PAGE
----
March 8, 2011
I love New Orleans.
I love New Orleans cooking.
I love gumbo, crawfish, king cake… to name a few.
I especially love Bananas Foster.
For Christmas I received the amazing Encyclopedia of Cajun and Creole Cuisine. I had big plans for Mardi Gras. I was going to tackle something big, something serious, something pure creole for y’all.
Life doesn’t always work out the way you expect. But I couldn’t let Mardi Gras pass us by. So, instead, I whipped up one of my favorite desserts of all time: Bananas Foster.
The good thing about this turn of events is that you can whip this up as quickly as I did. You can make this tonight to celebrate Fat Tuesday with your family. It’s ridiculously easy.
Start with a few key ingredients: butter, dark (or light) brown sugar, cinnamon, cloves (optional), orange juice (you can use banana liqueur if you have some around or even just water), bananas and dark rum.
Then get to work. It’ll take all of 10 minutes.
Melt the butter.
Add the sugar, cinnamon and cloves.
Add the orange juice and then lay the bananas in a single layer, cut side down.
Cook, cook, cook. Bubble, bubble, bubble. (Don’t taste yet. I know it’s hard!)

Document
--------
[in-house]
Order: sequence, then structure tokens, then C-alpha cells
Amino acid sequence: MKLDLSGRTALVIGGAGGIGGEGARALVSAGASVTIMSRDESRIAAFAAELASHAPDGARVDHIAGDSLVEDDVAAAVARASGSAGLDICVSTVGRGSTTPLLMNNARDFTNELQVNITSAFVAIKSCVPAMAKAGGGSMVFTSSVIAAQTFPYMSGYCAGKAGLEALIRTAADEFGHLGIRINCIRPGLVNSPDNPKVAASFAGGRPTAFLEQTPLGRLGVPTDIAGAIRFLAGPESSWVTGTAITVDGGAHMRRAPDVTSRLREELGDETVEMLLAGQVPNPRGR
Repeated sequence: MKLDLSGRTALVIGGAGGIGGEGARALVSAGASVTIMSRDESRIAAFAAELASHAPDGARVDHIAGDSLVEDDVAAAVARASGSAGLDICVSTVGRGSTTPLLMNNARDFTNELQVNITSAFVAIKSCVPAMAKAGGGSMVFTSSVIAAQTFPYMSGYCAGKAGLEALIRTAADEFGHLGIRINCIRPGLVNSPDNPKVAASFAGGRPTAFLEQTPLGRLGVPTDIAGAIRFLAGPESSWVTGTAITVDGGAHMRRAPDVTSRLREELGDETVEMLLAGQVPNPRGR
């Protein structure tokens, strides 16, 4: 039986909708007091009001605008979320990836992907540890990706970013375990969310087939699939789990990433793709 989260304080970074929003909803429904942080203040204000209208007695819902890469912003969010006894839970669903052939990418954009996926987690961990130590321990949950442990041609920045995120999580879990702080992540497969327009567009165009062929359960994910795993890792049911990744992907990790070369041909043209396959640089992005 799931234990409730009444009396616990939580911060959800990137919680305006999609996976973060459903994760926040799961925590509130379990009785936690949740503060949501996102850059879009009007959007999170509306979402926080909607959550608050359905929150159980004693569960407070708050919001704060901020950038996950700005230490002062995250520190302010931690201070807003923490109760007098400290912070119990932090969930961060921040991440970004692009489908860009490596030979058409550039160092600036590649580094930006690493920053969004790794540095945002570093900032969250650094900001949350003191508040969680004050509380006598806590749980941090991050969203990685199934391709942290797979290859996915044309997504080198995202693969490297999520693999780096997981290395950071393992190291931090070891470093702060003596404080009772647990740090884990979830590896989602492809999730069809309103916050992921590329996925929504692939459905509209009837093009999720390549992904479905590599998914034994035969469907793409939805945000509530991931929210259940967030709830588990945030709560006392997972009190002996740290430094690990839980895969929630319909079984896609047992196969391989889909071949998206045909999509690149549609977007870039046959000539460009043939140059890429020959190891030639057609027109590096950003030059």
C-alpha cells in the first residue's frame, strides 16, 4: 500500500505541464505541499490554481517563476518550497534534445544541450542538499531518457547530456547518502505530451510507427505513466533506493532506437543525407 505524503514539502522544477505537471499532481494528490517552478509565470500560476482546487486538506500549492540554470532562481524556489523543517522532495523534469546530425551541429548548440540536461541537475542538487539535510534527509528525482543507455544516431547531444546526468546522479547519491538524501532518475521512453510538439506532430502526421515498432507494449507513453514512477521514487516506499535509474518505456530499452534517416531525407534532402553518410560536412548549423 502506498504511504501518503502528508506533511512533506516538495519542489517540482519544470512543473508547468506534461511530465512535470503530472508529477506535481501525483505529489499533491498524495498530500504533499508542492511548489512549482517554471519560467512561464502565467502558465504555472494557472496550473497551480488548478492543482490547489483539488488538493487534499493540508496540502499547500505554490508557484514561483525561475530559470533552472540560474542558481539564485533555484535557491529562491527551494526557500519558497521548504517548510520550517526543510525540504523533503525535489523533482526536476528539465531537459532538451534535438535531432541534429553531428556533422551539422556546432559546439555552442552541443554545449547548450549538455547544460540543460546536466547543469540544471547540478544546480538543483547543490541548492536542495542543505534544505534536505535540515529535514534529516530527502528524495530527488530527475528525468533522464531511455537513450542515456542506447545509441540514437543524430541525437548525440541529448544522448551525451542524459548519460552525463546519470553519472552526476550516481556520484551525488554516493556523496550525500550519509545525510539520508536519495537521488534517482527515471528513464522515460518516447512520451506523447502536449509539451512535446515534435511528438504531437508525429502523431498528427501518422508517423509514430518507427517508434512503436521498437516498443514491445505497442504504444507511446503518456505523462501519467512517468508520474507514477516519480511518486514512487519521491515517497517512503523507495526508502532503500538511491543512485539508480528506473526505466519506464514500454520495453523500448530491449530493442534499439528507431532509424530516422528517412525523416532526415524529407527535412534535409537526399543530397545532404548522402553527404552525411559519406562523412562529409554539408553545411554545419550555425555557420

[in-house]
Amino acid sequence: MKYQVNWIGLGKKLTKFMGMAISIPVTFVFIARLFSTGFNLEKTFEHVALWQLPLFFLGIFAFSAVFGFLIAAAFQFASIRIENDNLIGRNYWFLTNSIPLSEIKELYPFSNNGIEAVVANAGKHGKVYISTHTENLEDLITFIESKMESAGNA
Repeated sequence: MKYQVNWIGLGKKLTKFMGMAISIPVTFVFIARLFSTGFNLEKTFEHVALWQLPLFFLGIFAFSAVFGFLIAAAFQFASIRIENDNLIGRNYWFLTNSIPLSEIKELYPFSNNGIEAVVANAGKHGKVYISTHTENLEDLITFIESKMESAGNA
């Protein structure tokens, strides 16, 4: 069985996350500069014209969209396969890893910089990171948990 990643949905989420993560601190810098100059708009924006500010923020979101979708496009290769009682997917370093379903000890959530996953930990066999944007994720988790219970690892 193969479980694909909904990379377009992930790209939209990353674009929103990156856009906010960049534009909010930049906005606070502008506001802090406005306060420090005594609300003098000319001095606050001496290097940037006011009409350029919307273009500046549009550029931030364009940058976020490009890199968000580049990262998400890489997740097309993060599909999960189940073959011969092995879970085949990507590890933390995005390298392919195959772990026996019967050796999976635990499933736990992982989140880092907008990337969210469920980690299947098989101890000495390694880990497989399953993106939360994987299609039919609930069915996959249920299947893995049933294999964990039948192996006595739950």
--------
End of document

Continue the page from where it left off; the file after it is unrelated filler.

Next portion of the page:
Then add the dark rum and FLAMBE!!
Forgive the messy circle, but I had to prove that I really had a flame going. See it?!!?
Then eat: plain, over waffles or crepes, over ice cream, over all of the above. Lick up the sauce. Eat more. Yum, yum, yum!!!
Happy (get) Fat Tuesday!
(can be shared with kids 12+ mos)*
4 Tbsp unsalted butter
1/4 dark brown sugar (you can substitute light)
1/2 tsp cinnamon
dash ground cloves, optional
1/4 c freshly squeezed orange juice (traditionally banana liqueur, you can also substitute water)
4 bananas cut in half lengthwise, then again crosswise
1/3 c dark rum
1. Melt the butter in a large pan over medium heat.
2. Add sugar and spices. Cook, whisking, until the sugar dissolves.
3. Take the pan off of the heat and add the orange juice. Whisk to combine thoroughly. Lay bananas in the pan, cut side down. Return pan to heat and cook until bananas are soft and browned on the bottom. While they are cooking, spoon the bubbling sauce over the top of the bananas to coat them well all over.
4. Remove the pan from heat again and add the rum. Quickly — but carefully! — return the pan to the stove tilting it away from you the whole time. The rum should ignite. Keep moving and shaking the pan until all of the vapors cook off and the flame subsides. Take off heat and serve!!
*Note: I recommend this starting at 12 months due to the high sugar content. Also, obviously, this recipe contains alcohol, which you may not want to serve to any child. It’s said that enough alcohol burns out to make a dish like this safe for children and pregnant women, but check out this great article to learn more. It looks more specifically at how much alcohol actually burns off during cooking.